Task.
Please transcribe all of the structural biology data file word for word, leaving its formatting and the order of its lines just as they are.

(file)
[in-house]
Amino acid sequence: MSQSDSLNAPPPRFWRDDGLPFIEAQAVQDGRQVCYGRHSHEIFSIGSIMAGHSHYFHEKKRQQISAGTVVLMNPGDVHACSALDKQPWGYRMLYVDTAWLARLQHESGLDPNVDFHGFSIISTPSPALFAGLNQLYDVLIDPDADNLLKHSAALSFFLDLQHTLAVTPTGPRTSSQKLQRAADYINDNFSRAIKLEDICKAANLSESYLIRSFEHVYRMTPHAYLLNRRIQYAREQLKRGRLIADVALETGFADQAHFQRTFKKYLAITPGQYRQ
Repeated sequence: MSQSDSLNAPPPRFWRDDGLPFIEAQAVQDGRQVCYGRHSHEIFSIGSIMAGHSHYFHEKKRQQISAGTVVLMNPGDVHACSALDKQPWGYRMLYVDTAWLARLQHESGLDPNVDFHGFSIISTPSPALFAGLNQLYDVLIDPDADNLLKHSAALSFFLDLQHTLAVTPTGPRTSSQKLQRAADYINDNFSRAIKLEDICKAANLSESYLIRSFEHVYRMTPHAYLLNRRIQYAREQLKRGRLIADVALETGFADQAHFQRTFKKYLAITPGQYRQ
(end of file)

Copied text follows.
[in-house]
Amino acid sequence: MSQSDSLNAPPPRFWRDDGLPFIEAQAVQDGRQVCYGRHSHEIFSIGSIMAGHSHYFHEKKRQQISAGTVVLMNPGDVHACSALDKQPWGYRMLYVDTAWLARLQHESGLDPNVDFHGFSIISTPSPALFAGLNQLYDVLIDPDADNLLKHSAALSFFLDLQHTLAVTPTGPRTSSQKLQRAADYINDNFSRAIKLEDICKAANLSESYLIRSFEHVYRMTPHAYLLNRRIQYAREQLKRGRLIADVALETGFADQAHFQRTFKKYLAITPGQYRQ
Repeated sequence: MSQSDSLNAPPPRFWRDDGLPFIEAQAVQDGRQVCYGRHSHEIFSIGSIMAGHSHYFHEKKRQQISAGTVVLMNPGDVHACSALDKQPWGYRMLYVDTAWLARLQHESGLDPNVDFHGFSIISTPSPALFAGLNQLYDVLIDPDADNLLKHSAALSFFLDLQHTLAVTPTGPRTSSQKLQRAADYINDNFSRAIKLEDICKAANLSESYLIRSFEHVYRMTPHAYLLNRRIQYAREQLKRGRLIADVALETGFADQAHFQRTFKKYLAITPGQYRQ